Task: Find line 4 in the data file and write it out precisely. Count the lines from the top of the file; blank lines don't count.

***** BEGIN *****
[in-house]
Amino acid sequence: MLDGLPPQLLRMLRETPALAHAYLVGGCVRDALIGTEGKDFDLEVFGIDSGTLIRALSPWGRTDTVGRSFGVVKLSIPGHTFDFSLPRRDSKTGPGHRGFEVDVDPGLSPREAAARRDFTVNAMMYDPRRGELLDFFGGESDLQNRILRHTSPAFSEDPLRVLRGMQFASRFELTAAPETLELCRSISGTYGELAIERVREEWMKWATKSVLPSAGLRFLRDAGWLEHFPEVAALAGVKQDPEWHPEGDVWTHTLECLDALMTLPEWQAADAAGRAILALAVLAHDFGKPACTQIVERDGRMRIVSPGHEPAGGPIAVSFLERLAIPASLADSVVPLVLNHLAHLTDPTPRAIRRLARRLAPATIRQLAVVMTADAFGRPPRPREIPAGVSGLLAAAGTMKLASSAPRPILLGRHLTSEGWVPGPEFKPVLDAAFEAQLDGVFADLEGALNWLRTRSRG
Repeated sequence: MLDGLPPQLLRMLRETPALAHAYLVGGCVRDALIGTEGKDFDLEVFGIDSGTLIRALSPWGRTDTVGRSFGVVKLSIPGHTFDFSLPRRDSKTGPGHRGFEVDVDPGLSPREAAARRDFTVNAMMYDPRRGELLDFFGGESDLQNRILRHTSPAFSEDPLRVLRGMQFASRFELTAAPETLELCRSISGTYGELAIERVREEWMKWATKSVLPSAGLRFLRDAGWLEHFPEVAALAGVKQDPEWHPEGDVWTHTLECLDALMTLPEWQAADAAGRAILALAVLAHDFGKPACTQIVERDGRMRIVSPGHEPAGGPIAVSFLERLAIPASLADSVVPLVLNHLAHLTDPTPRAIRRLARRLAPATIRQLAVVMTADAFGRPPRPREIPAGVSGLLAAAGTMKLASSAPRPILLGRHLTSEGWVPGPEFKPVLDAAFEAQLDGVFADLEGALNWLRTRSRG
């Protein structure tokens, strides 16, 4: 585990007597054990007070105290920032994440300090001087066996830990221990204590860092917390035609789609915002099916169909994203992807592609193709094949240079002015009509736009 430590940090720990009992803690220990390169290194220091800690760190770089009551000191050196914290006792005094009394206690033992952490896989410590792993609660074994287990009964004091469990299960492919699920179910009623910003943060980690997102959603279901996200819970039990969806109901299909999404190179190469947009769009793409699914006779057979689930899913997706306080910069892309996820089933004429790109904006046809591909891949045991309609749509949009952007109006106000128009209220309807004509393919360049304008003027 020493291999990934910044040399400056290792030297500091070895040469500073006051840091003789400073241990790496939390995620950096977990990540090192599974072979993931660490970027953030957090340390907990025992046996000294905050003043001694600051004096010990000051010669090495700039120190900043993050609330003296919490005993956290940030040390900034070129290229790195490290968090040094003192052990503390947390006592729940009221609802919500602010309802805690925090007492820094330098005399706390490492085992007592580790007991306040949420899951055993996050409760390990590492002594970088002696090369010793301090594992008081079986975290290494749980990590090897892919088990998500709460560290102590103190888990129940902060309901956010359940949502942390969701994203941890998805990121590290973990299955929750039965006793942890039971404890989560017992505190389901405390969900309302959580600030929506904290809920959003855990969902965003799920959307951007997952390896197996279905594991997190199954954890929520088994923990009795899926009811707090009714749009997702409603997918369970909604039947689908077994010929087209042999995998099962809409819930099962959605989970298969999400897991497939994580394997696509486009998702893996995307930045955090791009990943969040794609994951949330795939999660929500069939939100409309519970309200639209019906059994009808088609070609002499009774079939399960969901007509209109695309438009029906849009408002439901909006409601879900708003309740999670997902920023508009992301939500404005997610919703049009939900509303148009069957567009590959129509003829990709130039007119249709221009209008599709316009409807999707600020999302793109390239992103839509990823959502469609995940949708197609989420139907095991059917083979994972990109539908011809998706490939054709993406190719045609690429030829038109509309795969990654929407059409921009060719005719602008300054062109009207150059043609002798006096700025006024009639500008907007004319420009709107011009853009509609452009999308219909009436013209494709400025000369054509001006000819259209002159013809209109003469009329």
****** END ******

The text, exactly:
């Protein structure tokens, strides 16, 4: 585990007597054990007070105290920032994440300090001087066996830990221990204590860092917390035609789609915002099916169909994203992807592609193709094949240079002015009509736009 430590940090720990009992803690220990390169290194220091800690760190770089009551000191050196914290006792005094009394206690033992952490896989410590792993609660074994287990009964004091469990299960492919699920179910009623910003943060980690997102959603279901996200819970039990969806109901299909999404190179190469947009769009793409699914006779057979689930899913997706306080910069892309996820089933004429790109904006046809591909891949045991309609749509949009952007109006106000128009209220309807004509393919360049304008003027 020493291999990934910044040399400056290792030297500091070895040469500073006051840091003789400073241990790496939390995620950096977990990540090192599974072979993931660490970027953030957090340390907990025992046996000294905050003043001694600051004096010990000051010669090495700039120190900043993050609330003296919490005993956290940030040390900034070129290229790195490290968090040094003192052990503390947390006592729940009221609802919500602010309802805690925090007492820094330098005399706390490492085992007592580790007991306040949420899951055993996050409760390990590492002594970088002696090369010793301090594992008081079986975290290494749980990590090897892919088990998500709460560290102590103190888990129940902060309901956010359940949502942390969701994203941890998805990121590290973990299955929750039965006793942890039971404890989560017992505190389901405390969900309302959580600030929506904290809920959003855990969902965003799920959307951007997952390896197996279905594991997190199954954890929520088994923990009795899926009811707090009714749009997702409603997918369970909604039947689908077994010929087209042999995998099962809409819930099962959605989970298969999400897991497939994580394997696509486009998702893996995307930045955090791009990943969040794609994951949330795939999660929500069939939100409309519970309200639209019906059994009808088609070609002499009774079939399960969901007509209109695309438009029906849009408002439901909006409601879900708003309740999670997902920023508009992301939500404005997610919703049009939900509303148009069957567009590959129509003829990709130039007119249709221009209008599709316009409807999707600020999302793109390239992103839509990823959502469609995940949708197609989420139907095991059917083979994972990109539908011809998706490939054709993406190719045609690429030829038109509309795969990654929407059409921009060719005719602008300054062109009207150059043609002798006096700025006024009639500008907007004319420009709107011009853009509609452009999308219909009436013209494709400025000369054509001006000819259209002159013809209109003469009329």